BEIJING: The trial of China’s fallen political star Bo Xilai, expected next month, will be the final step in a downfall carefully stage-managed over the past year by a leadership seeking to reassert the stability he spectacularly upended.
Bo is the country’s highest-profile leader to face trial in decades, indicted for bribery, embezzlement and abuse of power in a scandal that saw his police chief flee to a US consulate and his wife convicted of murdering a British businessman.
Hashing out what to do with Bo reportedly posed a huge challenge for the political elite, who maintain their grip on power by not only keeping a lid on popular dissent but also by seeking consensus at the top.
But once those backroom negotiations were settled the actual trial could be smooth, with the fate of Bo—once a member of the ruling Communist Party’s top 25-member Politburo—presumably already agreed by the leadership, analysts say.
“The risks in the past were purely political and they were whether there would be a backlash around the parts of the elite around Bo,” said David Goodman, a professor at the University of Sydney.
“The most difficult parts” had all been completed, he said, while the trial was the “final bit of the process” and should be “relatively straightforward”.
The proceedings are due to be held in the eastern city of Jinan next month.
Reinforcing the need for unity, top official media outlets issued stern warnings to back the Bo indictment—which formally paves the way for the trial—shortly after its announcement on Thursday.
Within minutes, the Xinhua state news agency said in a commentary: “The stability and security of the country can be ensured only when the authority of the central government is maintained.”
People should “firmly comply with the central government’s decision” and “wait peacefully for the legal trial,” it added.
Soon afterwards the Communist Party’s official paper, the People’s Daily, stressed the need to “care even more about unity, care even more about maintaining stability”.
As if to preempt any resistance from Bo’s power base in Chongqing, the southwestern metropolis he had presided over, it pointed out that the central leadership had showed continued support for development in the city.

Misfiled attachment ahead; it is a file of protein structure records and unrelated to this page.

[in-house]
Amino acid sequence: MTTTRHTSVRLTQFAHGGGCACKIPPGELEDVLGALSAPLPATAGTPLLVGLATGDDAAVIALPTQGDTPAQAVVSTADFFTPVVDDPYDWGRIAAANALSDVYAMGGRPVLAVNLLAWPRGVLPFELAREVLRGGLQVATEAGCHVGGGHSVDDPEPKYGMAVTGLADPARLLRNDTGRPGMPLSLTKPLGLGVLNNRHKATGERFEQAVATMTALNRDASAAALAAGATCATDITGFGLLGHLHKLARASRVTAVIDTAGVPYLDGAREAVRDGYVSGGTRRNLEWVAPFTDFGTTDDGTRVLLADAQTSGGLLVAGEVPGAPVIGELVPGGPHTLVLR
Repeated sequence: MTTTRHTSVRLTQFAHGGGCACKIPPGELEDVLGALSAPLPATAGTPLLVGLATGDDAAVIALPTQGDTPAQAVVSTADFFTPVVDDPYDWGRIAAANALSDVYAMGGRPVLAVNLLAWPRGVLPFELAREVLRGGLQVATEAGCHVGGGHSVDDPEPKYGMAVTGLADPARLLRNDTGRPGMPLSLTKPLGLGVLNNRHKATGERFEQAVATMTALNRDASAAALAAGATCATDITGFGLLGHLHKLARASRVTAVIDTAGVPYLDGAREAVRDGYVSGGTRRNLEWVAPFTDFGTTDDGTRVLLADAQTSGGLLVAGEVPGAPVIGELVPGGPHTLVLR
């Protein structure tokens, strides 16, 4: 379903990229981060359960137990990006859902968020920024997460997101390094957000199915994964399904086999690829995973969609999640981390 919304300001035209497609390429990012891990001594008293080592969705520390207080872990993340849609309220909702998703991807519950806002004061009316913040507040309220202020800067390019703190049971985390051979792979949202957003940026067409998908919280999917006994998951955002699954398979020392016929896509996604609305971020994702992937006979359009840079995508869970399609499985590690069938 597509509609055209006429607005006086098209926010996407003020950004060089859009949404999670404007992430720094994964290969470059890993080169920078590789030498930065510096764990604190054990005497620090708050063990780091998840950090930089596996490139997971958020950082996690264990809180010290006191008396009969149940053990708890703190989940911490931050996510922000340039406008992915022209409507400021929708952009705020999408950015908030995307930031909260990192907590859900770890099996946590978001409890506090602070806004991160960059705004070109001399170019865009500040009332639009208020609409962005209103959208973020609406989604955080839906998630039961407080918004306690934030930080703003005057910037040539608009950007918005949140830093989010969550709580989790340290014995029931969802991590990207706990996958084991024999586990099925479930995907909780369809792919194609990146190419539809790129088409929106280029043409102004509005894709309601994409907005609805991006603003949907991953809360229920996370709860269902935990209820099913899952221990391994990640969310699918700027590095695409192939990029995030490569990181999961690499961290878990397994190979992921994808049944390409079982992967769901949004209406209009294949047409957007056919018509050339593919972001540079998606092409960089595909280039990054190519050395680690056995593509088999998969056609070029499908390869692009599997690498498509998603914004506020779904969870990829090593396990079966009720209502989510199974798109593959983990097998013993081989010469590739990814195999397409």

The thriller-like scandal erupted in February last year when Chongqing’s police chief Wang Lijun, Bo’s right-hand man, fled to a US consulate after a dispute with his boss.
Bo was detained a month later and has not appeared in public since.
His wife Gu Kailai was handed a suspended death sentence in August for the murder of British business associate Neil Heywood, and Wang was given 15 years in prison the following month for defection and other crimes.
Soon afterwards Xinhua announced that Bo would “face justice” for alleged crimes from abuse of power to bribery to improper sexual relations, stretching back years to his previous posts.
But unlike the barely believable twists and turns that prompted his downfall, the leadership’s handling of his fate since has been more controlled.
As with previous senior figures who fell, more than a year has passed between the initial scandal and actual punishment.
Lengthy delays can allow time for the controversy to blow over, or for factions within the leadership to reach an agreement, analysts said.
“It’s good that the case is moving forward—probably suggests they’ve been able to clean up some of the political aspects,” said David Zweig, a China expert at the Hong Kong University of Science and Technology.
Bo reportedly divided senior officials with his unconventional style and populist image, reviving the specter of Maoism with the singing of “red songs” and breaking protocol with his open ambition.
He had been tipped for a spot in the top-most Politburo Standing Committee— whose handful of places are fiercely negotiated among political elites—during a once-a-decade leadership transition in November last year.
The last senior Chinese official to be judged for corruption, ex-railway minister Liu Zhijun, waited nearly two years after he was ousted to go on trial. He was given a suspended death sentence—normally commuted to life imprisonment—earlier this month.
Similarly former Shanghai party boss Chen Liangyu, the last Politburo member to be tried for corruption, also faced a nearly two-year delay between his sacking and his sentencing in 2008 to 18 years in jail.
As with previous high-ranking officials, Bo is expected to escape the death penalty, which can be handed down in cases involving bribes exceeding 100,000 yuan ($16,000).
Goodman pointed out that even the arguably most likely candidate for execution in recent history—Jiang Qing, the wife of Mao Zedong and leader of the Gang of Four blamed for the tumultuous 1966-76 Cultural Revolution—was spared.
“At the end of the day this is going to be signed off by the Standing Committee of the Politburo, in some way, one assumes,” he said.
“Would this be a great precedent for them? They are always going to be thinking, my God, one day this could be me.”